Bear with us: Grizzlies may be coming back to North Falls | Catch My Job

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“Some species gain when things change, some species lose when things change. The only way it all continues to function is to have the biodiversity that can land with that. You don’t want all your eggs in one basket, you want a lot of different eggs,” Ransom said.

Many species depend on grizzlies, making them a keystone species, a status also attributed to salmon and whitebark pine. They help other species survive in many ways, Ransom said. They are great at helping plants spread throughout the area and they aerate soil as they root for food, to name a few benefits of having them around.

Then there is the question: What exactly are we restoring the North Falls to? i? Ecosystems are constantly changing, which means that restoring them to their “natural state” is a subjective art, especially with climate change expected to affect so many ecosystems in so many ways. But given how significantly humans affected species after colonization, many scientists tend to use pre-colonial ecosystems as a baseline for restoration standards. Some serious advocates, such as the North Cascades Conservation Council, give moral weight to the restoration.

“We have a bad record of letting species slip away from us. And right now I think we still have the ability to do something,” Schuyler said.

I spend a lot of time in and around the North Cascades. If grizzly bears recover there, how likely is it that I’ll run into them?

Very unlikely, said Ransom.

It is possible that government agencies and their partners could re-establish a baseline of 25 bears in the North Cascades over the next decade. They would likely capture bears in Canada or Montana and bring them to Washington. Even if Washington’s population reached 30 bears, that would still leave only one bear per 386 square miles, Ransom said, and they would all likely be somewhere remote and hard to reach. In comparison, ecosystems with healthy grizzly bear populations, such as Montana’s Northern Continental Divide Ecosystem, have only about 30 bears per 386 square miles.

Grizzlies reproduce slowly, so it will be a while before anyone has a reasonable chance of seeing a bear, Ransom said.

In the Northern Continental Divide Ecosystem restoration zone, grizzlies have reached population levels that an ecosystem can reasonably support, Ransom said. Some bears are moving closer to places where people are, so communities are having conversations about where we tolerate bears and manage a healthy population — a conversation that Ransom said is “beyond our lifetime” in Falls the North According to the November 14 notice, agencies are trying to create a population of about 200 grizzlies within 60 to 100 years.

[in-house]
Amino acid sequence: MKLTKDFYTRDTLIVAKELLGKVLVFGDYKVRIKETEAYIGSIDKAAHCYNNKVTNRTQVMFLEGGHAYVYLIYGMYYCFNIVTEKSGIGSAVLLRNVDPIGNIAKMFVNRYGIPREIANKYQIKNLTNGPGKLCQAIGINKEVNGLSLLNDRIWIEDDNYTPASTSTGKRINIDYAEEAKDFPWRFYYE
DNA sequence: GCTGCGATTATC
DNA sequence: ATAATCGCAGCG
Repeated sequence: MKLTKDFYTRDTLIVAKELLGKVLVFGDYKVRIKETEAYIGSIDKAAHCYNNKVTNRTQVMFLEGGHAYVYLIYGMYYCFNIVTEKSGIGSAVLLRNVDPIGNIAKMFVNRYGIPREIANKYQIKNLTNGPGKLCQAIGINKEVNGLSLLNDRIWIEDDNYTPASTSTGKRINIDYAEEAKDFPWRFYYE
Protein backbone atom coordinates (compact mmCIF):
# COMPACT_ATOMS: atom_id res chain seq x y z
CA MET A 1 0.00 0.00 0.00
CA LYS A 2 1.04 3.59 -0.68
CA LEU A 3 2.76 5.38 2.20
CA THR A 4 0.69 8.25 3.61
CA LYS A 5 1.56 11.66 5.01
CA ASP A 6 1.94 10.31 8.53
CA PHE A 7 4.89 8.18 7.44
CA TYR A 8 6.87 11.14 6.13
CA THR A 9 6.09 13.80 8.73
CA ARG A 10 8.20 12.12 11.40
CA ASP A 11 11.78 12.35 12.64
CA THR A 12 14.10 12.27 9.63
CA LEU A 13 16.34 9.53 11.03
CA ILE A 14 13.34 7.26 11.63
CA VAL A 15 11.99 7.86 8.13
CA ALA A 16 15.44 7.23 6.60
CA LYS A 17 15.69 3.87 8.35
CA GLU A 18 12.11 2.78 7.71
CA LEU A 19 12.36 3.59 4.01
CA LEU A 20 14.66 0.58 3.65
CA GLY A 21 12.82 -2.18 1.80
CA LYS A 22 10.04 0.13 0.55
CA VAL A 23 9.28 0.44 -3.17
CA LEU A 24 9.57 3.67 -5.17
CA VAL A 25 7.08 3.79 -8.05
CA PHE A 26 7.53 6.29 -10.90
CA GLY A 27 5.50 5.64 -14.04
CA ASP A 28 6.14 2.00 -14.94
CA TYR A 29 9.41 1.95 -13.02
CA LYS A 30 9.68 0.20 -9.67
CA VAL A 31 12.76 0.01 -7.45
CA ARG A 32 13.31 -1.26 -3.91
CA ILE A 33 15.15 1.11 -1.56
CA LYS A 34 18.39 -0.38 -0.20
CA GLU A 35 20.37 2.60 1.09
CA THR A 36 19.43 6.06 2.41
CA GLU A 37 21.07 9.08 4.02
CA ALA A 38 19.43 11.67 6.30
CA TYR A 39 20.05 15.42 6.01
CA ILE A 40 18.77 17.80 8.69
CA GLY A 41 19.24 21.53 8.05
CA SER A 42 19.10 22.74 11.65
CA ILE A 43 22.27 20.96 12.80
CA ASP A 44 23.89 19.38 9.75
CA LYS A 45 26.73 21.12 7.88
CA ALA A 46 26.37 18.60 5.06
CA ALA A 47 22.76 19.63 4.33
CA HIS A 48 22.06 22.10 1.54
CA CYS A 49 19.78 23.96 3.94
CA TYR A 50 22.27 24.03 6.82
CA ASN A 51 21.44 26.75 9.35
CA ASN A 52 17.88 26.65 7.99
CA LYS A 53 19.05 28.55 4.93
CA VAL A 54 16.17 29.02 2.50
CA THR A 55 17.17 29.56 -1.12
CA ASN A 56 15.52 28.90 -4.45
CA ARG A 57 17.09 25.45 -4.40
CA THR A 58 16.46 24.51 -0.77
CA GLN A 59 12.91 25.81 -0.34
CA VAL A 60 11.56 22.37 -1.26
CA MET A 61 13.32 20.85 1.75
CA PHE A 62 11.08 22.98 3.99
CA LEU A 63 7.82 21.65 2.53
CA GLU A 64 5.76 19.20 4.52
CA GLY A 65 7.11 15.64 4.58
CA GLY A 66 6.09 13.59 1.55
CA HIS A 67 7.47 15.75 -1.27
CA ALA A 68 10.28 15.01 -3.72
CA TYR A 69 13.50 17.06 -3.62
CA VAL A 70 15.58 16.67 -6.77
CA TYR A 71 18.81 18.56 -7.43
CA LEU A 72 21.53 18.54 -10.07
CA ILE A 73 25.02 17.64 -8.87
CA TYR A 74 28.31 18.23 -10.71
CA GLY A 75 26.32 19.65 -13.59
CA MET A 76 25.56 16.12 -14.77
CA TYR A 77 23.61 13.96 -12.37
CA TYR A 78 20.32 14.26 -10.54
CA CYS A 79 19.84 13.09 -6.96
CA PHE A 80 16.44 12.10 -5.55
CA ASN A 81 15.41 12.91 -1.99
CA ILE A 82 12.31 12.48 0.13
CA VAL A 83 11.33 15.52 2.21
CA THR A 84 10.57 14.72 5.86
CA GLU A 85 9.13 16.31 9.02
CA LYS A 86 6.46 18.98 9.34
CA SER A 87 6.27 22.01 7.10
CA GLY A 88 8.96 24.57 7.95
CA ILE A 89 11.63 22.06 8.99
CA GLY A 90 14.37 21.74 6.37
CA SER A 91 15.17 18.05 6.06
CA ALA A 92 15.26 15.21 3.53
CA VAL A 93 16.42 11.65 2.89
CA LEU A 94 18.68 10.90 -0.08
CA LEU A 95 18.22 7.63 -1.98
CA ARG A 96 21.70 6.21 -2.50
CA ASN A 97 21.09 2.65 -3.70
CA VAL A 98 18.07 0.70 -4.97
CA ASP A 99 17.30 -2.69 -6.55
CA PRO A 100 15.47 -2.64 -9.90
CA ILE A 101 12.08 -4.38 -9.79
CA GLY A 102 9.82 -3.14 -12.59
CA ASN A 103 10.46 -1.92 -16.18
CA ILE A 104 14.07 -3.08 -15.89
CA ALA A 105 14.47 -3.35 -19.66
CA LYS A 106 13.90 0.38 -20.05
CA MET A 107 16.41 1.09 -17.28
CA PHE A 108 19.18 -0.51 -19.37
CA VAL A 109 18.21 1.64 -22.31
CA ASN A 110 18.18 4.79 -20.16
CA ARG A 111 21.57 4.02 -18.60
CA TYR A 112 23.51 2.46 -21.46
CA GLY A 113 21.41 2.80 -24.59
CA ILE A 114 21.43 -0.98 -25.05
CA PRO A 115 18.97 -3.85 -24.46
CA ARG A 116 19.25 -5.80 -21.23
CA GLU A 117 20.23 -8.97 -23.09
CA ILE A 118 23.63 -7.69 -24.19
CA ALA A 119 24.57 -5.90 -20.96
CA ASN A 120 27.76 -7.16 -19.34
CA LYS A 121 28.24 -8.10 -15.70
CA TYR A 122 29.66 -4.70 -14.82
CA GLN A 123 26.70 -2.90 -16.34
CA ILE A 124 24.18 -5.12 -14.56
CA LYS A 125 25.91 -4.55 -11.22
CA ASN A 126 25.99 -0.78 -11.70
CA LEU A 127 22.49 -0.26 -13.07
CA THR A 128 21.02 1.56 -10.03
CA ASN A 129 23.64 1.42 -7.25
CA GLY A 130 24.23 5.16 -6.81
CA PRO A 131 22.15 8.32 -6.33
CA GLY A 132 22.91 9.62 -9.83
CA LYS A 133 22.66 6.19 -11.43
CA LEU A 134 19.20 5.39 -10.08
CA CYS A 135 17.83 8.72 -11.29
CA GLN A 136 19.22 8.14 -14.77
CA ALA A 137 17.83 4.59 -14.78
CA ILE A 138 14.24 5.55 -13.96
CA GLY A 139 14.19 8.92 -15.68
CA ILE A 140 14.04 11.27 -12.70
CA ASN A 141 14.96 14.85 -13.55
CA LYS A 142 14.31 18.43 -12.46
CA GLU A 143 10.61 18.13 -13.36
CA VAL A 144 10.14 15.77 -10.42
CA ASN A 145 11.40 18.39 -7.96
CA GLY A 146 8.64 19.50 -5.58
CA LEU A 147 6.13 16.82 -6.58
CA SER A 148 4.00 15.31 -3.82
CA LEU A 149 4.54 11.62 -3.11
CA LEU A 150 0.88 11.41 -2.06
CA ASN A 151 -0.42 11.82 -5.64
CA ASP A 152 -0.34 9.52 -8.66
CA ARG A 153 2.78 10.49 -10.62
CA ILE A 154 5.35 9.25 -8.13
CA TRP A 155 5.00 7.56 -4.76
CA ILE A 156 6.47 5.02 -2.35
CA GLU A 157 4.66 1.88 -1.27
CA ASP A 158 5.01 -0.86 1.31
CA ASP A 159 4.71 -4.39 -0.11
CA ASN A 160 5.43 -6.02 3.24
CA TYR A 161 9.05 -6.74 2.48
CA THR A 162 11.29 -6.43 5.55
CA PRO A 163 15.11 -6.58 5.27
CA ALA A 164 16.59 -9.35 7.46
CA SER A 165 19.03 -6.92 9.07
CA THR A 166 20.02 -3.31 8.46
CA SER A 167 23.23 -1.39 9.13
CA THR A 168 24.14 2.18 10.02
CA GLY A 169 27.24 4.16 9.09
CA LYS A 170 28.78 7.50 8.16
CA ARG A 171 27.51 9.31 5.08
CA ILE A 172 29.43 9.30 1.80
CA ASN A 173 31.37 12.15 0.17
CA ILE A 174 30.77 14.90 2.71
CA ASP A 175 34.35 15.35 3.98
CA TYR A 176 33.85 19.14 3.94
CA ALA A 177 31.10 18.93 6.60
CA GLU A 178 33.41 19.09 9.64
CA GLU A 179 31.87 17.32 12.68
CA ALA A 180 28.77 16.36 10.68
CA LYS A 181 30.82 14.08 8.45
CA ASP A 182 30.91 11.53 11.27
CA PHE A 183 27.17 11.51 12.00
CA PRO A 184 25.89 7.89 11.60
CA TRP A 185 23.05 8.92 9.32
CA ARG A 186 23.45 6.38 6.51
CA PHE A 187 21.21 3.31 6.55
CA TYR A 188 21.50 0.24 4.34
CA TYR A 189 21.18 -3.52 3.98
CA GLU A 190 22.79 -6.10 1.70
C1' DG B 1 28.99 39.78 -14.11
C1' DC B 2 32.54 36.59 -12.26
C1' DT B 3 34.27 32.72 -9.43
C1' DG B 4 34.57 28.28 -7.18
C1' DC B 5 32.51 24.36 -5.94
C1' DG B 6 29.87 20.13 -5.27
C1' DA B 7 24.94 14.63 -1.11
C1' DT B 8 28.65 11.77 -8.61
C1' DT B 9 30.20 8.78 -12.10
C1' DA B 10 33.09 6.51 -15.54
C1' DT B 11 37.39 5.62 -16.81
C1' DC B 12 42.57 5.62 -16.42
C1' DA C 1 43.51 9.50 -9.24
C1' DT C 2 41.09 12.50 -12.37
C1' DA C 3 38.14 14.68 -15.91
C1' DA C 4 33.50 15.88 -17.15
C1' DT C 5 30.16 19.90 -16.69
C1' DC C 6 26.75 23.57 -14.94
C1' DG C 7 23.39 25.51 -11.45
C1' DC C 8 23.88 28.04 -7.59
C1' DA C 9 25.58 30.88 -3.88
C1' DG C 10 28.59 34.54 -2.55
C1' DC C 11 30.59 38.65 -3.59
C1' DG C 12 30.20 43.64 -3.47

It’s not impossible to run into a grizzly bear in the North Cascades today, and backcountry reenactors should be prepared for bears every time they go. Scientists don’t know how many bears there are, but there are ransom dangers that “a couple” could still be around, living in an area that is already a designated recovery area.

“If they’re there, they’re doing what grizzly bears love to do, which is to live in remote places far from people,” he said.

Where will the bears come from, and how will they get here?

In order to create a population of bears, it will be necessary to move grizzlies from somewhere else—ideally places that have bears to spare.

To give these newcomers the best shot at life, scientists would try to bring them from similar ecosystems where they eat similar things. The diet of inland bears is almost entirely plant based, unlike coastal bears.

“These are not the bears that eat salmon at Fat Bears Week,” Ransom said, referring to the wildly popular science engagement effort in Alaska’s Katmai National Park that highlights how much weight grizzlies can gain while eating fish before hibernation.

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